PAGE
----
Crypto exchange Binance, the largest in the world by volume, signed a letter of intent Tuesday to purchase its troubled competitor, FTX, in what appears to be a potential bailout of the latter amid a liquidity crunch. But after less than a day of due diligence, Binance appears highly unlikely to go forward with the deal, sources told CoinDesk.
Specifically, FTX's loan commitments raised concerns among Binance's top brass, Coindesk reported. The report comes shortly after Binance's chief executive, Changpeng Zhao, tweeted that FTX “going down is not good for anyone in the industry,” and the ongoing episode has “severely shaken” the confidence of consumers.
FTX, helmed by billionaire Sam Bankman-Fried, found itself in trouble this week after reports revealed that the exchange was unusually intertwined with its sister entity, Alameda Research, which held large amounts of the exchange's native FTT token.
In the 72 hours leading up to Tuesday morning's deal announcement from Binance and FTX, the latter exchange saw some $6 billion in withdrawals from its platform stoked by investor fears over its financial health. And it is embroiled in a reported months-long probe by U.S. regulators over potentially mishandling customer funds that came to light on Wednesday.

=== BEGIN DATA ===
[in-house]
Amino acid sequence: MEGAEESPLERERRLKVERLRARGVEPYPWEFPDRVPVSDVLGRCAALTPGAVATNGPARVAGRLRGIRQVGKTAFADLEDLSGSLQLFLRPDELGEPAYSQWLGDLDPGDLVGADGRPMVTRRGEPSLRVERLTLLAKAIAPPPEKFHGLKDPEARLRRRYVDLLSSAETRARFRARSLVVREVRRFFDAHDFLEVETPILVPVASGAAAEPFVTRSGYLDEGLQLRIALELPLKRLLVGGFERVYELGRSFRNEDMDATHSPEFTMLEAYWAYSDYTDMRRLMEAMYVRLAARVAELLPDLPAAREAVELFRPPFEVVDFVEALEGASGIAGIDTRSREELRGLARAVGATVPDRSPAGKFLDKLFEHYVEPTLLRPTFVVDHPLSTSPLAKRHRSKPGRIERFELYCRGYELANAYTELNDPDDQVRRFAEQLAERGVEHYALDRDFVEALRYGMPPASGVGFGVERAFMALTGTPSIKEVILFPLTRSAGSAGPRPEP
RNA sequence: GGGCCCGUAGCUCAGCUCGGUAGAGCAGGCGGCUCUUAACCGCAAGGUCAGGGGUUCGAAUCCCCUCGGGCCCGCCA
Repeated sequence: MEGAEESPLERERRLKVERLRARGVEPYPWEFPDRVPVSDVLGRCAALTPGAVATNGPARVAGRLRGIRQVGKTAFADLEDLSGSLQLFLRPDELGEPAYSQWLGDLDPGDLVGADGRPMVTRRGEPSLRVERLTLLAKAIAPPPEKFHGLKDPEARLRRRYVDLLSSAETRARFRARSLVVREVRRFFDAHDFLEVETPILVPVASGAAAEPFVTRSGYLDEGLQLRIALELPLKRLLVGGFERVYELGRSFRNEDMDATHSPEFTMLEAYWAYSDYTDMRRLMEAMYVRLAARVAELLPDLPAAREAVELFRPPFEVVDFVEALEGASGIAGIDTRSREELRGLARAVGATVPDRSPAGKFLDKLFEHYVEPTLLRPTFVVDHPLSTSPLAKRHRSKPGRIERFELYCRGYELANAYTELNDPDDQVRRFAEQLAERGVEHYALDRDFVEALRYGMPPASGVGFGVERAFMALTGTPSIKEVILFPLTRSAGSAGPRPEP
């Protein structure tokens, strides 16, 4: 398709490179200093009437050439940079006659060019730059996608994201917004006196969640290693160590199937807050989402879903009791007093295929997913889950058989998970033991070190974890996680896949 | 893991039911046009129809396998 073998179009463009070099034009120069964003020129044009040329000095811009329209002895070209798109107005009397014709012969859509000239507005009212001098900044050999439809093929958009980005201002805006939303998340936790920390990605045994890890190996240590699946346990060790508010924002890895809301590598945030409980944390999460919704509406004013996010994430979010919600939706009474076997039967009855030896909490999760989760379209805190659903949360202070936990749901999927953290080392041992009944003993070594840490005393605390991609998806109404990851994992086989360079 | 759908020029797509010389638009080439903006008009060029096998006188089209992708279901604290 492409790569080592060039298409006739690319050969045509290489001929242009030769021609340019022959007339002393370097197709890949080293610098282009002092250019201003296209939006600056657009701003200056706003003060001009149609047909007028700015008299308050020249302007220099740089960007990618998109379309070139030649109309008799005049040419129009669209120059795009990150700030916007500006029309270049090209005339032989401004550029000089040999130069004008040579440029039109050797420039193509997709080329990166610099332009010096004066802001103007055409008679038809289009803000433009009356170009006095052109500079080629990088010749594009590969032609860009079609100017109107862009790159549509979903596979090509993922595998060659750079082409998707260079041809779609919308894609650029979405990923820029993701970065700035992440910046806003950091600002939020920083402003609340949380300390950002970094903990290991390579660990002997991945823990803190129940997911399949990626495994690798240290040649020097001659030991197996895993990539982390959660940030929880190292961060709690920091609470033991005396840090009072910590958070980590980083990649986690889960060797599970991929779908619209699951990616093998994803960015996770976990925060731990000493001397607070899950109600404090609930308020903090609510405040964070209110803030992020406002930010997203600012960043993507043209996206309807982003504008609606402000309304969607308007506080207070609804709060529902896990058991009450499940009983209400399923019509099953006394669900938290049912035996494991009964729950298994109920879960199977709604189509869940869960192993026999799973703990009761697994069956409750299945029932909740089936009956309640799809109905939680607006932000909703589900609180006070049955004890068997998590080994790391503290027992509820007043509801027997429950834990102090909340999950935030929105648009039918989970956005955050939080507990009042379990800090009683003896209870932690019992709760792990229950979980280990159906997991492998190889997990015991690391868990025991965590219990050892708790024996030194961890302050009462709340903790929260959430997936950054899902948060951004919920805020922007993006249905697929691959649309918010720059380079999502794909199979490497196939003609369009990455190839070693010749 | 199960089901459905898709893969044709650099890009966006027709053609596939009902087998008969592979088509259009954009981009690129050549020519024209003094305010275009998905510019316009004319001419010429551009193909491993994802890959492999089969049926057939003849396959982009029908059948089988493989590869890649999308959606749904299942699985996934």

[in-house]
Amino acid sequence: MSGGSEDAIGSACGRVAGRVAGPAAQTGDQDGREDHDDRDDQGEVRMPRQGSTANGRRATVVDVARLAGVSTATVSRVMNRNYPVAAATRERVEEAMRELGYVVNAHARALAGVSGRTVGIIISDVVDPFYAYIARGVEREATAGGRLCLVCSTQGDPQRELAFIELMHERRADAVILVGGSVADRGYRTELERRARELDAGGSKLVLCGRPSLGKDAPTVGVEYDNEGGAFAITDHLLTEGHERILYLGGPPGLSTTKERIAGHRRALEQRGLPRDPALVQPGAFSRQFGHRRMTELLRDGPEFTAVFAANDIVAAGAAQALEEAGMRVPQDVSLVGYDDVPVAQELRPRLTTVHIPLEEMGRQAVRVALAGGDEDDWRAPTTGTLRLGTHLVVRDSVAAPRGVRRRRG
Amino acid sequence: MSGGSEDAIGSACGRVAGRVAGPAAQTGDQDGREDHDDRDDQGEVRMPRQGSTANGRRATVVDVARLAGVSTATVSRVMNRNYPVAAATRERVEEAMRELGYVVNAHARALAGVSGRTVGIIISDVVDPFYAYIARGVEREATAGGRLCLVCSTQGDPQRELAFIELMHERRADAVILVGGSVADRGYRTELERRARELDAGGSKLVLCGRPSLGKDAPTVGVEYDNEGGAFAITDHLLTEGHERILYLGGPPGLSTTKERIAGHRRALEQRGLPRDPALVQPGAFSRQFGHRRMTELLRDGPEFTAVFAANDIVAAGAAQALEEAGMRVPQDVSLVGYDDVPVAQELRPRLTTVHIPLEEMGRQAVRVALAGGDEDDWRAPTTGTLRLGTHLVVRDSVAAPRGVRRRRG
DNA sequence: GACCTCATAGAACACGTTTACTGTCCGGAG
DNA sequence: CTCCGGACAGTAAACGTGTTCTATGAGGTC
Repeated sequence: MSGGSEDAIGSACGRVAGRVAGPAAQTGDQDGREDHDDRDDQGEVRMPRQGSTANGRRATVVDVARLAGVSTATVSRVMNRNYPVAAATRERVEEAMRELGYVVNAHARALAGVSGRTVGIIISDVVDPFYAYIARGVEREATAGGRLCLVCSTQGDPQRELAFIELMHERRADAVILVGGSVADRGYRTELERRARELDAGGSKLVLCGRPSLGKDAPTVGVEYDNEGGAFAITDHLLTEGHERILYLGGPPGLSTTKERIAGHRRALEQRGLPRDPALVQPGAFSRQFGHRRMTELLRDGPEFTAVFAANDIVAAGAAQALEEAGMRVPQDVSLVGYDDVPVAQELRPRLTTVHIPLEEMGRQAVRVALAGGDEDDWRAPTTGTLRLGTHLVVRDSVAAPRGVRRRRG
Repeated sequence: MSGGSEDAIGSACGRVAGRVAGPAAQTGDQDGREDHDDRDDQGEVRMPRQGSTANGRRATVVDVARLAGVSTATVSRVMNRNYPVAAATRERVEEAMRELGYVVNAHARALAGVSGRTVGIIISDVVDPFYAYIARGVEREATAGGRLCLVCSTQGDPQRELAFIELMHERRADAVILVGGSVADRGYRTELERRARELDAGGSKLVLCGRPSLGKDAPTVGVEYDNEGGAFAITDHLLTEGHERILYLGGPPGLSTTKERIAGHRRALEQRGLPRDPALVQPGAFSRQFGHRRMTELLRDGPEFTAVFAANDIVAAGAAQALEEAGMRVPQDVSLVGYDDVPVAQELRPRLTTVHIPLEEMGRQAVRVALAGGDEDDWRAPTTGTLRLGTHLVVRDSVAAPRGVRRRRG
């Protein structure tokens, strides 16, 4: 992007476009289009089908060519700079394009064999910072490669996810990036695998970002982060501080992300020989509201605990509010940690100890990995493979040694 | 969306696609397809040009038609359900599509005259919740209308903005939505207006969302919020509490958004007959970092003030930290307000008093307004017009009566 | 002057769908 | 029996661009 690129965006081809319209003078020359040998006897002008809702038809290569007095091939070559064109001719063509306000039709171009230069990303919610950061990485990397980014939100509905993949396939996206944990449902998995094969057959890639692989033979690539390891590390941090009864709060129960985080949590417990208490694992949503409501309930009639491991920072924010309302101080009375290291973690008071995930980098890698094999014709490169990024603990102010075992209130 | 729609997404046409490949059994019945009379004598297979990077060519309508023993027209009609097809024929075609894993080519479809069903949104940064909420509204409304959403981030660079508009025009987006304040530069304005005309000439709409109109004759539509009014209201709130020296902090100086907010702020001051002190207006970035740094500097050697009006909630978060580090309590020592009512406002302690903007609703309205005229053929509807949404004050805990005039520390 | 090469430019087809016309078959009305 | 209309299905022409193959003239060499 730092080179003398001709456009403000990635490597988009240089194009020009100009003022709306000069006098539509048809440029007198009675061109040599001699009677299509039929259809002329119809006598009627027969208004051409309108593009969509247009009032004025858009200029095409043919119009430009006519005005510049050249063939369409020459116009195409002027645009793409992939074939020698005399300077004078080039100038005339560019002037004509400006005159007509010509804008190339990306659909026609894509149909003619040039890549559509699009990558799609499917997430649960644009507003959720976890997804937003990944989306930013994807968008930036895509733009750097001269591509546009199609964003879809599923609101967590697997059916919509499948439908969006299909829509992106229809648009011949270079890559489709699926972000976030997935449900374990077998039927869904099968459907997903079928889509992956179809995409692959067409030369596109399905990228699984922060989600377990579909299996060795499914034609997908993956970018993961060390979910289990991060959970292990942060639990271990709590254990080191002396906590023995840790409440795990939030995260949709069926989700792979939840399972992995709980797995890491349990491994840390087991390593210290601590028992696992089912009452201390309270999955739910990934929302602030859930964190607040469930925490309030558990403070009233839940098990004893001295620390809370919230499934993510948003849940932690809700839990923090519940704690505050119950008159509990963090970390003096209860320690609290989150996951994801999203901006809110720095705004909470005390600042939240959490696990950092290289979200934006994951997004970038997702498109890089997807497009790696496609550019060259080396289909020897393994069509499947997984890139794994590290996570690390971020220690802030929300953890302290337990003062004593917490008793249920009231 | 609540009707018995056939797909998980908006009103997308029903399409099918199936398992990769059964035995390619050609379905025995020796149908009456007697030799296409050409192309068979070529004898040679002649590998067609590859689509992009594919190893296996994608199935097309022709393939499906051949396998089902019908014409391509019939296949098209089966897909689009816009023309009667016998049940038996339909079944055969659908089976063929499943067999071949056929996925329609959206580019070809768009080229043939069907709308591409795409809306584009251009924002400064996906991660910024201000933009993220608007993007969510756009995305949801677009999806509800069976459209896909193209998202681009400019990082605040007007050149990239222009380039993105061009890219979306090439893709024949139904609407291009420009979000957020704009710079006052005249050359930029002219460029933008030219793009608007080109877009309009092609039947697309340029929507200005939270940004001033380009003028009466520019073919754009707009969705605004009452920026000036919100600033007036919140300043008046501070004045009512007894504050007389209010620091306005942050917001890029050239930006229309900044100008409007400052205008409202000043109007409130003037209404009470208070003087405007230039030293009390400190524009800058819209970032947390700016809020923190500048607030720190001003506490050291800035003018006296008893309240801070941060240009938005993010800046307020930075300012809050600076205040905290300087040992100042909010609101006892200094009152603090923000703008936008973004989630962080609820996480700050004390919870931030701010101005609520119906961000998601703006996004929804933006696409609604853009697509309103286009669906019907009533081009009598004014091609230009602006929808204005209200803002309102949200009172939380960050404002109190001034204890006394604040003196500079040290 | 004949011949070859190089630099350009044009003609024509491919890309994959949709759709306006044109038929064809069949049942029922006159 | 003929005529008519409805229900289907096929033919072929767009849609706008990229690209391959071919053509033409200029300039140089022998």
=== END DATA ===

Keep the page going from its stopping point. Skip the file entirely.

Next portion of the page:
Zhao and Bankman-Fried had clashed for months on social media over regulatory issues and other points of conflict before they both announced the potential deal. Their tension came to a head earlier this week after Zhao tweeted that Binance would be liquidating its holdings of FTT, which it acquired through its participation as an early backer of FTX, as a “post-exit risk management" measure.
It appeared tensions had cooled on Tuesday as Bankman-Fried called Zhao, asking the Chinese-Canadian fellow billionaire to rescue his exchange by purchasing its non-U.S. operations. Bankman-Fried offered a “huge thanks” to Zhao and Binance in a string of tweets following that call, noting that the deal was “a user-centric development that benefits the entire industry.”
Binance wasn't Bankman-Fried's first call, though. A spokesperson for crypto exchange OKX told Reuters on Wednesday that Bankman-Fried had approached OKX Monday morning about a potential deal, which OKX says it declined out of concerns over industry consolidation.